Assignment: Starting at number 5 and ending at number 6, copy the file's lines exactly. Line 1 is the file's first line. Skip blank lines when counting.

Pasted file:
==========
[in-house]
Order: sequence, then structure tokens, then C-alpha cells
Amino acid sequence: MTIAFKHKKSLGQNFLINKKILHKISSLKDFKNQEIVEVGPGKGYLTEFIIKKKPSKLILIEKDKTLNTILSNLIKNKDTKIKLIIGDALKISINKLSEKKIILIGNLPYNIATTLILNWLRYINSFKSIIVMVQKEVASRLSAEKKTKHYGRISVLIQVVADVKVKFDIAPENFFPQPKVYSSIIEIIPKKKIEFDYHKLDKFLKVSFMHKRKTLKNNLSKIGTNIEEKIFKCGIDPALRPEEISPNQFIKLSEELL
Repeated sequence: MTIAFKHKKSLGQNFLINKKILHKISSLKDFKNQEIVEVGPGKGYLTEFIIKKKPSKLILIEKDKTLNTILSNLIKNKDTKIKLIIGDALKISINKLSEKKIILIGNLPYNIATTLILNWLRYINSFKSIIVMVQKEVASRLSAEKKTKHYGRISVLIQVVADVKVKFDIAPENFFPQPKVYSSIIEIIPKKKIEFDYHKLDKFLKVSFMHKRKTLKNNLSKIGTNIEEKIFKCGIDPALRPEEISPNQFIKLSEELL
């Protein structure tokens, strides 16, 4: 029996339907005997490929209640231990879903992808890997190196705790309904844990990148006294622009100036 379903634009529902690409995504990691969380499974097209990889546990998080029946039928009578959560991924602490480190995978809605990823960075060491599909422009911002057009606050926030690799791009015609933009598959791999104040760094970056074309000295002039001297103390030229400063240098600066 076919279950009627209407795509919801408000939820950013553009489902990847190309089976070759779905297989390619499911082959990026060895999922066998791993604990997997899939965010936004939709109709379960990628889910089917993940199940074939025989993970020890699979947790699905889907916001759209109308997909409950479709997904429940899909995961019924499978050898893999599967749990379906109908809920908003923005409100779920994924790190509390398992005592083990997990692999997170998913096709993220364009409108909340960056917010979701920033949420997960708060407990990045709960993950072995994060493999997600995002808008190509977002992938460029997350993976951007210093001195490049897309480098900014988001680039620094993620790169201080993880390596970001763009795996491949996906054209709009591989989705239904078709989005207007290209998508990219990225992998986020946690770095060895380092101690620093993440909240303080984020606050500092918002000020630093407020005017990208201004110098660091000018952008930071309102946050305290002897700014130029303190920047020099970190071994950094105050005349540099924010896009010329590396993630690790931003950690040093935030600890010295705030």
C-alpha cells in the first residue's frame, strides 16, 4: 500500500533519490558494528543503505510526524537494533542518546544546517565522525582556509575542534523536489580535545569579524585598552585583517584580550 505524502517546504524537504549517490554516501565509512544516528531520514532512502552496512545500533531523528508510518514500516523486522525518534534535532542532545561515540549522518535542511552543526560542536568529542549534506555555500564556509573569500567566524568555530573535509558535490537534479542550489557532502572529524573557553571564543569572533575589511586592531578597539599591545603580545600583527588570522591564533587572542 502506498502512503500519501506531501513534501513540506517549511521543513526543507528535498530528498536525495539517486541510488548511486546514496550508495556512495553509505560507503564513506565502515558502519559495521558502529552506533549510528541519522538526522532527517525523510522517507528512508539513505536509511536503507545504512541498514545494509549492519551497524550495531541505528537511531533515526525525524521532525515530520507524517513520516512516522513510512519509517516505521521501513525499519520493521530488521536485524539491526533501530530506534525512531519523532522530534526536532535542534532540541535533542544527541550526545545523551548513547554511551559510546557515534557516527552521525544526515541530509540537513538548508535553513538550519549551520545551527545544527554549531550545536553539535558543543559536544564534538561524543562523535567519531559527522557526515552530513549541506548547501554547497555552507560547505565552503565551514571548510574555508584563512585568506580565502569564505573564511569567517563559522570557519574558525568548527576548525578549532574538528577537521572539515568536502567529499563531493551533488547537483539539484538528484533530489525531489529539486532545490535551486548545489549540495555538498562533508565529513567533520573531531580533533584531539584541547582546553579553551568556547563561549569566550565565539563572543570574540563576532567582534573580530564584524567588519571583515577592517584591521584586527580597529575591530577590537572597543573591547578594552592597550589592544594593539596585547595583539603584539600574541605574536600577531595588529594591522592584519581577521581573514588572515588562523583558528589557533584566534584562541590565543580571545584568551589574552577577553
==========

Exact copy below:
């Protein structure tokens, strides 16, 4: 029996339907005997490929209640231990879903992808890997190196705790309904844990990148006294622009100036 379903634009529902690409995504990691969380499974097209990889546990998080029946039928009578959560991924602490480190995978809605990823960075060491599909422009911002057009606050926030690799791009015609933009598959791999104040760094970056074309000295002039001297103390030229400063240098600066 076919279950009627209407795509919801408000939820950013553009489902990847190309089976070759779905297989390619499911082959990026060895999922066998791993604990997997899939965010936004939709109709379960990628889910089917993940199940074939025989993970020890699979947790699905889907916001759209109308997909409950479709997904429940899909995961019924499978050898893999599967749990379906109908809920908003923005409100779920994924790190509390398992005592083990997990692999997170998913096709993220364009409108909340960056917010979701920033949420997960708060407990990045709960993950072995994060493999997600995002808008190509977002992938460029997350993976951007210093001195490049897309480098900014988001680039620094993620790169201080993880390596970001763009795996491949996906054209709009591989989705239904078709989005207007290209998508990219990225992998986020946690770095060895380092101690620093993440909240303080984020606050500092918002000020630093407020005017990208201004110098660091000018952008930071309102946050305290002897700014130029303190920047020099970190071994950094105050005349540099924010896009010329590396993630690790931003950690040093935030600890010295705030």
C-alpha cells in the first residue's frame, strides 16, 4: 500500500533519490558494528543503505510526524537494533542518546544546517565522525582556509575542534523536489580535545569579524585598552585583517584580550 505524502517546504524537504549517490554516501565509512544516528531520514532512502552496512545500533531523528508510518514500516523486522525518534534535532542532545561515540549522518535542511552543526560542536568529542549534506555555500564556509573569500567566524568555530573535509558535490537534479542550489557532502572529524573557553571564543569572533575589511586592531578597539599591545603580545600583527588570522591564533587572542 502506498502512503500519501506531501513534501513540506517549511521543513526543507528535498530528498536525495539517486541510488548511486546514496550508495556512495553509505560507503564513506565502515558502519559495521558502529552506533549510528541519522538526522532527517525523510522517507528512508539513505536509511536503507545504512541498514545494509549492519551497524550495531541505528537511531533515526525525524521532525515530520507524517513520516512516522513510512519509517516505521521501513525499519520493521530488521536485524539491526533501530530506534525512531519523532522530534526536532535542534532540541535533542544527541550526545545523551548513547554511551559510546557515534557516527552521525544526515541530509540537513538548508535553513538550519549551520545551527545544527554549531550545536553539535558543543559536544564534538561524543562523535567519531559527522557526515552530513549541506548547501554547497555552507560547505565552503565551514571548510574555508584563512585568506580565502569564505573564511569567517563559522570557519574558525568548527576548525578549532574538528577537521572539515568536502567529499563531493551533488547537483539539484538528484533530489525531489529539486532545490535551486548545489549540495555538498562533508565529513567533520573531531580533533584531539584541547582546553579553551568556547563561549569566550565565539563572543570574540563576532567582534573580530564584524567588519571583515577592517584591521584586527580597529575591530577590537572597543573591547578594552592597550589592544594593539596585547595583539603584539600574541605574536600577531595588529594591522592584519581577521581573514588572515588562523583558528589557533584566534584562541590565543580571545584568551589574552577577553